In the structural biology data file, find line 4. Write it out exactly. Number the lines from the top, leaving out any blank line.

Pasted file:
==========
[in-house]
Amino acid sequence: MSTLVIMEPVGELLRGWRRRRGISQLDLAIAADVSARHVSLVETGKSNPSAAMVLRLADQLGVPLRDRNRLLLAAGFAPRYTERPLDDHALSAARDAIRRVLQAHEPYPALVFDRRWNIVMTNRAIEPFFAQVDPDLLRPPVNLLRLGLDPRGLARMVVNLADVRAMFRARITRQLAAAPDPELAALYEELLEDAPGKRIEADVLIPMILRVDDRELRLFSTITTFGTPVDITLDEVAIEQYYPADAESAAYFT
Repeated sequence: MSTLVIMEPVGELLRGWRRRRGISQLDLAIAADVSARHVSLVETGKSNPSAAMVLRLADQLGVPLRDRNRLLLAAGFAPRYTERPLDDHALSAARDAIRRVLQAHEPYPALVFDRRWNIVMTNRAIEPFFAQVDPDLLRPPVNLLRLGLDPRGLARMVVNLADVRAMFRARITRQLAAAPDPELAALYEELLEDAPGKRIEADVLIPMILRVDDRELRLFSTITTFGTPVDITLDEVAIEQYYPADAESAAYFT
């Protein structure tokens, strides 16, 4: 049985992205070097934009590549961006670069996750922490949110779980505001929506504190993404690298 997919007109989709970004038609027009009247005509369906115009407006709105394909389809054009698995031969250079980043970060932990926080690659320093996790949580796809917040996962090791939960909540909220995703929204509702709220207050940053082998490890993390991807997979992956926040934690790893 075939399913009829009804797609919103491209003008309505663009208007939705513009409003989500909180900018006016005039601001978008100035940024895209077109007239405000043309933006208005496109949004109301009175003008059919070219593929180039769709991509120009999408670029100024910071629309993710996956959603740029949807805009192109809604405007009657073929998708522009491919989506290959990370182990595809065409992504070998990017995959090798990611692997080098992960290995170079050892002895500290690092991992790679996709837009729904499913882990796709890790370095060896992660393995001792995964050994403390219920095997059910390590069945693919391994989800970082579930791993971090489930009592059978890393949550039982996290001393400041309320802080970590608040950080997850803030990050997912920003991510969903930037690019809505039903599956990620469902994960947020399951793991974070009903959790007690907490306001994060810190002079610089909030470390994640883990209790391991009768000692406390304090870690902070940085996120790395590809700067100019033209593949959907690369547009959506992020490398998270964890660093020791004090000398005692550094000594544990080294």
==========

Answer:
């Protein structure tokens, strides 16, 4: 049985992205070097934009590549961006670069996750922490949110779980505001929506504190993404690298 997919007109989709970004038609027009009247005509369906115009407006709105394909389809054009698995031969250079980043970060932990926080690659320093996790949580796809917040996962090791939960909540909220995703929204509702709220207050940053082998490890993390991807997979992956926040934690790893 075939399913009829009804797609919103491209003008309505663009208007939705513009409003989500909180900018006016005039601001978008100035940024895209077109007239405000043309933006208005496109949004109301009175003008059919070219593929180039769709991509120009999408670029100024910071629309993710996956959603740029949807805009192109809604405007009657073929998708522009491919989506290959990370182990595809065409992504070998990017995959090798990611692997080098992960290995170079050892002895500290690092991992790679996709837009729904499913882990796709890790370095060896992660393995001792995964050994403390219920095997059910390590069945693919391994989800970082579930791993971090489930009592059978890393949550039982996290001393400041309320802080970590608040950080997850803030990050997912920003991510969903930037690019809505039903599956990620469902994960947020399951793991974070009903959790007690907490306001994060810190002079610089909030470390994640883990209790391991009768000692406390304090870690902070940085996120790395590809700067100019033209593949959907690369547009959506992020490398998270964890660093020791004090000398005692550094000594544990080294």